It was kind of nice up there, there’s a great view which I hadn’t checked out at night before, and it wasn’t too cold. We could see the stream of cars heading for the evacuation routes, and hear the loudspeakers as the police continued to circulate announcing the warning & evacuation. Eventually Cecile decided to check on her fellow Fulbrighter in building, Tim who lives on the 15th floor. He invited us down, so we got to hang out there for awhile, watch the Chilean news reports, and get back online. The Chilean news was similar to U.S. news during a disaster, lots of sound and fury but nothing really to report. The kept looping the same video of people evacuating, but had not real information from the affected areas as cell service was out and they’re very remote. Looking out the windows we could see that there was very little traffic compared to what would normally be occurring. Eventually we started getting official reports of the size and timing of the tsunamis, and eventually figured we were in the clear, even though through an excess of caution the warning was still on for us for another half hour or so. But we wanted to get Joel back into bed and it really seemed completely safe, we’re on the fourth floor after all, so we came back home and eventually went to bed.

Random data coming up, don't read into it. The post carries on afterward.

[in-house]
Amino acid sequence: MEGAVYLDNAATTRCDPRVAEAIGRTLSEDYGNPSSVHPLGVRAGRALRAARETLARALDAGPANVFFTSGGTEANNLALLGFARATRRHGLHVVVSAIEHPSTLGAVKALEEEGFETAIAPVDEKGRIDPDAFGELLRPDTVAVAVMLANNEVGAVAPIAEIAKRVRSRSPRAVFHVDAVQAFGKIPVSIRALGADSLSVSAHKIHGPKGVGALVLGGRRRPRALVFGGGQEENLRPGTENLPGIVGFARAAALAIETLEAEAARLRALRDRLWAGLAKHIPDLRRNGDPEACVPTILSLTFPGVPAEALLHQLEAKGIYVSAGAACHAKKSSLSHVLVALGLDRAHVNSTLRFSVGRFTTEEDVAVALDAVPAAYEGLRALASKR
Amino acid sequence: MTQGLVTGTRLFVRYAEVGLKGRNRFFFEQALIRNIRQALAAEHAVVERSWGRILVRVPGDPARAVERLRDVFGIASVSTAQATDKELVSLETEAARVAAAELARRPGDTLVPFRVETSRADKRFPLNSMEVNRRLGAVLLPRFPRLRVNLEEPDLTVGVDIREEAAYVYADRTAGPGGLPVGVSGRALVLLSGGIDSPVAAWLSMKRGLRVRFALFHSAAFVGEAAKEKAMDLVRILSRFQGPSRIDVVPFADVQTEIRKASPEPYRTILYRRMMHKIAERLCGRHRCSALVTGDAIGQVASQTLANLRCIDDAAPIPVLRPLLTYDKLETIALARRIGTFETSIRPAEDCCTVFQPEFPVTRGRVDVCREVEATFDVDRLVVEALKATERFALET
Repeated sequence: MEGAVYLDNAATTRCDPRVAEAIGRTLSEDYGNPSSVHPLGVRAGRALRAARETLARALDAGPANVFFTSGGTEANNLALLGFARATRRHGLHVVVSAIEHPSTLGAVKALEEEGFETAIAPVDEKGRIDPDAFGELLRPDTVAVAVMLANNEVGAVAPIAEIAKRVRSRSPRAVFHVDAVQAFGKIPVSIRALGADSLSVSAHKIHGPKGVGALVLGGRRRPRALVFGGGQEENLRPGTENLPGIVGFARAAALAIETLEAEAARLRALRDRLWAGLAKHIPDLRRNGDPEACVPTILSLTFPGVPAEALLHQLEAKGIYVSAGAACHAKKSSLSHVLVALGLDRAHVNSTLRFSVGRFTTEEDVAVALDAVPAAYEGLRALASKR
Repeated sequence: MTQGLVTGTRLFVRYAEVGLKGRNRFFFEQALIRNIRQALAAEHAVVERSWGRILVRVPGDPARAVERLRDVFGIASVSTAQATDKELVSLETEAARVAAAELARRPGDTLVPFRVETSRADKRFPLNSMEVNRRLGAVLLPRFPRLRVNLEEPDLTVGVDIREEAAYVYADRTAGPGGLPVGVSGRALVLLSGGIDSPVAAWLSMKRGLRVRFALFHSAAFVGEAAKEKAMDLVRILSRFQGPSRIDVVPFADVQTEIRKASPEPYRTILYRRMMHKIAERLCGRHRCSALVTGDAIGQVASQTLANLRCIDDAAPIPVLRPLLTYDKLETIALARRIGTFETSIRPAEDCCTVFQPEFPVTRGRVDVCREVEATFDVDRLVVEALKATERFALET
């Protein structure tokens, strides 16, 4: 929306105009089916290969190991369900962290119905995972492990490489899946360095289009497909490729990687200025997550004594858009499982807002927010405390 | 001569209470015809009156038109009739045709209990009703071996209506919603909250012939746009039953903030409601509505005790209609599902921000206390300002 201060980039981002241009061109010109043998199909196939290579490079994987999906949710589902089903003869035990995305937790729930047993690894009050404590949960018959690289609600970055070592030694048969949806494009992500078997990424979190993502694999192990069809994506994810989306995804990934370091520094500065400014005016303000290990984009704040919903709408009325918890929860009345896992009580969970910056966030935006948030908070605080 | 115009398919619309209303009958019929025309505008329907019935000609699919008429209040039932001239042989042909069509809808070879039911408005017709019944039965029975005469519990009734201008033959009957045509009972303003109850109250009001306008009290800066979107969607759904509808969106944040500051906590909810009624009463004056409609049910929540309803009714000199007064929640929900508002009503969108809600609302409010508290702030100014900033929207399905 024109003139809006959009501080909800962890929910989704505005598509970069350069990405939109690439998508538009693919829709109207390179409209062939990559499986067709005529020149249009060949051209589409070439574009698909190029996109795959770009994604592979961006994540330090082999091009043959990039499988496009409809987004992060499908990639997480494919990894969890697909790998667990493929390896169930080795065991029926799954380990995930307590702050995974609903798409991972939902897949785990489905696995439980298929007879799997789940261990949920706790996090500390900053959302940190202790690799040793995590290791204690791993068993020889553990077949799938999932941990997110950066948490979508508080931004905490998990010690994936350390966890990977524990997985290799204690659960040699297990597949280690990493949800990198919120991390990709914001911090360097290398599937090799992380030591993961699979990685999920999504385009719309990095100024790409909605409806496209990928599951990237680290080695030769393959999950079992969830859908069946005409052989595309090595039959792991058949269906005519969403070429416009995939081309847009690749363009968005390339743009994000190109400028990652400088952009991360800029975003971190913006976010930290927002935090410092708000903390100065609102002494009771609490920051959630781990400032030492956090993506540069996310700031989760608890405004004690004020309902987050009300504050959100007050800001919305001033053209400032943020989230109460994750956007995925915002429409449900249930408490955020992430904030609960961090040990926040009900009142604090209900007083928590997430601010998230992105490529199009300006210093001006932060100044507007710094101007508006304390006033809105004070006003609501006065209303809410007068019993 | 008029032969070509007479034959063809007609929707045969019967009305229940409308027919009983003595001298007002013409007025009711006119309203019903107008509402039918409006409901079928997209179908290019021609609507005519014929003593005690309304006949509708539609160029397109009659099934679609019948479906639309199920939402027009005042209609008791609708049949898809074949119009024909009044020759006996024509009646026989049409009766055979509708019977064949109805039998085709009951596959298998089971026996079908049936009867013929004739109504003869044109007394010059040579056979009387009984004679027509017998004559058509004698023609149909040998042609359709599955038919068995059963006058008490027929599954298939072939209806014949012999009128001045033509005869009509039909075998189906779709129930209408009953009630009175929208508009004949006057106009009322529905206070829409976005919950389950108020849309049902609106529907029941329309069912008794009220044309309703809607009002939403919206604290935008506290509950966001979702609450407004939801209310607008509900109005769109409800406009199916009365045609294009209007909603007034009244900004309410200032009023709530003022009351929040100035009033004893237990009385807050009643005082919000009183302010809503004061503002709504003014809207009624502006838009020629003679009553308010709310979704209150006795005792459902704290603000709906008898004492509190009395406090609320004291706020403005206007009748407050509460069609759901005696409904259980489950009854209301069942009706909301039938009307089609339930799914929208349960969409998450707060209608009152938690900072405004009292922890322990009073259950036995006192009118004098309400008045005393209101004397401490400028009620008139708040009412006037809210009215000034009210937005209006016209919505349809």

Earthquake & Tsunami Aftermath
First thing in the morning we of course started checking the news, and I was surprised by what seemed to be relatively little damage. Just like with tornadoes in the Midwest, people take earthquakes and tsunamis seriously around here, and I think with the warnings they had had for the last few weeks, but people up there were probably ready to go anytime. Still, early reports indicate that if it had been a little closer to land, it could have been much worse. I’ve been impressed with the response I’ve seen from the government, both local and national, here and up north. And our phone call from the front desk is another indication of how seriously things are taken here, and we were pleased to get it. Chile is one of the most seismically active countries in the world, so we knew this was a possibility coming down here. We’ve felt one earthquake, which I wrote about here, and there have been many more in our area. We hope this is the last of the big ones for Iquique, and for us to, but just in case we’ll keep our emergency bag handy.